It’s a Thursday evening in late August and the basketball court at the local LA Fitness is starting to get crowded.
While a few men around the age of 30 are playing 3-on-3 on one side of the court, they begin to get distracted by 10-year-old Isabella Escribano from Canyon Country, who is running intense shooting and dribbling drills on the other side of the court.
Isabella crosses over while receiving constant pressure from her two coaches acting as defenders, each of which are at least 3 feet taller than her.
One onlooker turns to another and says, “Have you ever seen anything like her?”
It’s a normal reaction when you first meet Isabella in person, or when you watch her videos on social media, where she has more than 11,000 followers on her Instagram page.
She goes by Jiggy Izzy, a moniker her brother Marco Escribano gave her because he defines jiggy as “dancing with the ball and shaking people up.”
Izzy definitely knows how to handle the basketball and dribble in style, a skill she’s improved on since she first picked up a basketball in January of 2017.
During summer, her training schedule starts at 5 a.m. at the gym, where she works out with her brother and Skye Isles, a former teammate of Marco’s who helps coach and mentor Izzy.
During school, Izzy practices after she finishes her homework, an hour of shooting and an hour of dribbling in the gym. Then she hits the park to work on defensive slides, jumps and sprints.
When she’s not working on her craft in the gym or at the park, she’s studying film that her brother stayed up the night before putting together for her.
“Sometimes I’m up until 3 a.m. I write notes, game plans and workouts for the next day,” Marco said. “I’m looking at videos and the next morning I’ll have her look at the notebook and videos so she’ll know how to watch film when she gets to high school.”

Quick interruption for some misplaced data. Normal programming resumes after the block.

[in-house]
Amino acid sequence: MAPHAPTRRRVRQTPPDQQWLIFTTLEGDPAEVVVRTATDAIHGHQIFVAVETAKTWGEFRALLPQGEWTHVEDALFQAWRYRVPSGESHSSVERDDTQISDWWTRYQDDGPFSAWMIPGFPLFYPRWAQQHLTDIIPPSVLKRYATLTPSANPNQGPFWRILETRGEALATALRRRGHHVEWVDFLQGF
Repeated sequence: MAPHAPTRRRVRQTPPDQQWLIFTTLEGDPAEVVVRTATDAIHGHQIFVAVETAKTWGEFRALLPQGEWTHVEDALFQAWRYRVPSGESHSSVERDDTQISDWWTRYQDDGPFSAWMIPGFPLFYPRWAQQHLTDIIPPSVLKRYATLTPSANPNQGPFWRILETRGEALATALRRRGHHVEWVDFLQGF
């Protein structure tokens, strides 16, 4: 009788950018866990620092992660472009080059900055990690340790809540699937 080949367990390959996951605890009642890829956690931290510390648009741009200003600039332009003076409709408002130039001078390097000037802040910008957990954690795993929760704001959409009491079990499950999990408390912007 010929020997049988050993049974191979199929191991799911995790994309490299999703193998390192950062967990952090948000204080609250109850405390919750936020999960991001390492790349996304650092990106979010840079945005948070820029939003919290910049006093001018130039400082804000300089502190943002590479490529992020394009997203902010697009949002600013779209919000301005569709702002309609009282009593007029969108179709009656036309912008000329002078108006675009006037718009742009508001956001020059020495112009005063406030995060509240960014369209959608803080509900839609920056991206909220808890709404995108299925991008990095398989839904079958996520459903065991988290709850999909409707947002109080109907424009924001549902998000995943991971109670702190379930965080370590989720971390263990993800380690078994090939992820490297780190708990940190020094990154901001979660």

Isabella has gotten so good so quickly that she’s already playing and working out with college and professional players. She also plays frequently against boys.
“I try to play for the best team that fits for me,” Isabella said. “Sometimes I play with boys to get used to girls because it’s going to be easier when I go against girls after.”
This fall she will be training with Julius V Elite, who trains some of the top boys in the country. He has a laundry list of players he trained who are now in the NBA including three-time NBA champion Klay Thompson.
“I want to challenge her every single week, not get comfortable playing with girls,” Marco said. “Playing with the boys, that’s what will make her better. She’ll even run games with Skye and I in here.”
In addition to training with Julius V Elite, Isabella will commute to the Inland Empire for the next few months to play for the West Coast Premier Basketball Academy, a club team with WNBA alumni that competes nationwide.
Her Instagram account @_jiggy
izzy is already followed by several WNBA and NBA players, who send her messages frequently.
“We’re showing that girls can go this hard, that girls can dribble this way and girls can play this way, just the same as guys,” Marco said. “College players and WNBA players reach out saying they want to go as hard as Izzy.”
Marco described his sister as a “miracle baby,” because their father Marco Escribano Sr. had battled cancer and was told he wouldn’t be able to have any more children.
“I always make it a point to tell her, you’re on this Earth for a reason,” Marco said. “I think we’re figuring out that reason now. That’s why I think she’s so blessed in everything she does.”
Isabella’s motto is “I want to change the game of women’s basketball.”
At only 10 years old, she’s already beginning to accomplish that feat.